By Steve Moran

This seems to be such an extraordinarily hard concept for some senior living providers, even today. And because of the pandemic, it will make the difference between fabulous success that is economically profitable while making the world a better place for residents, families, and team members.

Unless maybe purchasing pain relievers, gas, or undergarments, no one ever wants to purchase something ordinary. Our brains are simply never wired to purchase, to crave, ordinary.

Instead, our brains are curious, they want New, Fresh, Fascinating. They want experiential delight.

Coming Out of COVID

Coming out of COVID, you can try going back to the same old way of doing things, assuming that demographics will take care of occupancy. I promise it won’t!

No matter how massive the age wave, it will not be big enough to fill the ordinary communities that exist today. If you are counting on demographics to make it all better, you will instead fall off the cliff.

What Will Work?

It is far from clear what the new model of senior living will look like, but here are some things we know for sure:

  • Selling care and security will not get your community full.
  • Residents want to have a remarkable, experience-filled life.
  • They want to live those experiences with other people, both older and younger.
  • They will move into our communities because we create with them (not for them) powerful, meaning-filled experiences.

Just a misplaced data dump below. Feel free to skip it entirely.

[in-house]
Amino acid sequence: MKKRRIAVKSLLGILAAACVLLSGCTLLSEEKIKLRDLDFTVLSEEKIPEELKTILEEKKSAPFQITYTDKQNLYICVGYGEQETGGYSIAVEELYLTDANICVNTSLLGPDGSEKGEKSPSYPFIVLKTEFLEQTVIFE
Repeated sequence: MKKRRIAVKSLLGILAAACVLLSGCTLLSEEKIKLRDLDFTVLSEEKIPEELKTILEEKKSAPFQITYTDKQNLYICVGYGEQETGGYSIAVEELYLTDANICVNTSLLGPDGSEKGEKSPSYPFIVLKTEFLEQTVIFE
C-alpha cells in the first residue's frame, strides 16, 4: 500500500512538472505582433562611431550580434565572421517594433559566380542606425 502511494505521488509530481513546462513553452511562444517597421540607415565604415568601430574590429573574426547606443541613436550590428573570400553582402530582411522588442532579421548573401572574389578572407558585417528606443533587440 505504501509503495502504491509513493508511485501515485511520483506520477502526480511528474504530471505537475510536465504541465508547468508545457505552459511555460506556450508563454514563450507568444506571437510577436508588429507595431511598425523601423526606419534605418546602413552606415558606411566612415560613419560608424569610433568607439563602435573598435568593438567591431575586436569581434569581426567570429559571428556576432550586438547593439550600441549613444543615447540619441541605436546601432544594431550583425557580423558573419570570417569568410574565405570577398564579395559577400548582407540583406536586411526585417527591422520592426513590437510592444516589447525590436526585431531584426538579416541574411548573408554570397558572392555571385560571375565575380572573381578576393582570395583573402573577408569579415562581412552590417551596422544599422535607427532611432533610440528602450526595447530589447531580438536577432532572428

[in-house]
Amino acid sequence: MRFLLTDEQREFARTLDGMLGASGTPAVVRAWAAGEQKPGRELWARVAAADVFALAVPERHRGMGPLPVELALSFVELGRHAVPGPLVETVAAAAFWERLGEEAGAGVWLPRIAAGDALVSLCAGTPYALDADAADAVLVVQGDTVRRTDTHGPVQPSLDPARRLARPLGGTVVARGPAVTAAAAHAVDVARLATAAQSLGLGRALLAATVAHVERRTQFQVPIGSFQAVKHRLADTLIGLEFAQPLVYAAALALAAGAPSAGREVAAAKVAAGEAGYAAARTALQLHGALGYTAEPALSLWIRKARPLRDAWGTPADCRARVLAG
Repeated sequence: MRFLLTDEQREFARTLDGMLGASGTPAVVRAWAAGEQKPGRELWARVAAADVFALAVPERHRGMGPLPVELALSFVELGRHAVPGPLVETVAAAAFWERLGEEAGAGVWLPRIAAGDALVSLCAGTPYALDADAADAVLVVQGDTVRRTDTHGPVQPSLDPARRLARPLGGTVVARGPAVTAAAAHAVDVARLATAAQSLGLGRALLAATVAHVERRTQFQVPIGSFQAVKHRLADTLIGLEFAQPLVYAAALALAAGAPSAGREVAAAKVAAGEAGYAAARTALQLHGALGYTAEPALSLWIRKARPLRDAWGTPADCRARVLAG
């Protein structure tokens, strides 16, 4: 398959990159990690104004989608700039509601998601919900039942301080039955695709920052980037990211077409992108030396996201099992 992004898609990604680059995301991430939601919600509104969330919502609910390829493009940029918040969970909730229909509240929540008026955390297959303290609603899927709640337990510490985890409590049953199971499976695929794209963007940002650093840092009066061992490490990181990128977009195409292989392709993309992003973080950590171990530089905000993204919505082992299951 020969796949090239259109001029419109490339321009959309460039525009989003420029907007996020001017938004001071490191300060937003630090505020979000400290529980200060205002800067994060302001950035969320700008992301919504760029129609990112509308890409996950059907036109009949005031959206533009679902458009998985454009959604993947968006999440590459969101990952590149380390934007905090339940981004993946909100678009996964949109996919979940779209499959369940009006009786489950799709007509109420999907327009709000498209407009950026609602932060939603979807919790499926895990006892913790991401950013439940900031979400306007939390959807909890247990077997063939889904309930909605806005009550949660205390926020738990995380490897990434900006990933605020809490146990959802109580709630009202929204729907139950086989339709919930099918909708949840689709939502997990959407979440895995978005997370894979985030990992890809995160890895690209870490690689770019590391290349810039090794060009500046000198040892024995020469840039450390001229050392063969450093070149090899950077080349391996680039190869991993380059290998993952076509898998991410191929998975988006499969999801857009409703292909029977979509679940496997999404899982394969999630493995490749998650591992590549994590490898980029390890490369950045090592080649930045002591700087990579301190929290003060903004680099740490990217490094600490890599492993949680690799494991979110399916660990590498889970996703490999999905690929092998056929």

A couple of weeks ago, I attended one of these immersive Van Gogh experiences in San Francisco. I found myself wondering how many senior living residents go through the exhibit. Also, I found myself thinking that if I had to give up being able to do something like this, I would be less likely to move into a senior living community.

The Wrong Message Again and Again

The senior living communities near my home in the Sacramento area are a kind of a living laboratory for me. I took a look at about half a dozen of their community websites. Here is what I found (above the fold):

  • “The Community I Have Been Looking For” —  Except most consumers have no idea what they are looking for. This particular page was a paid ad, which means they paid something for my click. And the Google map on top of the page has a big fat load error, even when I refreshed it.
  • A huge image of a couple having fun together outdoors, along with an offer of virtual tours — I am not sure why this would make me want to call or find out more.
  • A picture of a fountain (with no water) and a message telling me this community is the “trusted choice” — We are skeptics. And no water in the fountain?
  • A menu bar where “pay a bill” jumps out (at least to me) and an inquiry form — I am not sure why I should inquire. And “pay a bill” suggests to me what is most important.
  • “Designed with Purpose” — I found myself wondering if there is another way people do it.
  • A homepage where the whole focus is on care — In a very real sense, this was one of the better ones, assuming their sales pitch, their differentiator, is care. But if all I want is care. I can get that at home.

I will tell you I did see a few that were really nice. They featured residents having food or drink together. Yet, for all of that, I am not seeing any websites where they boldly claim that moving into their community will transform the lives of residents. That moving Mom or Dad into senior living will result in our being delighted that we made the choice.

This is both our risk and our opportunity.

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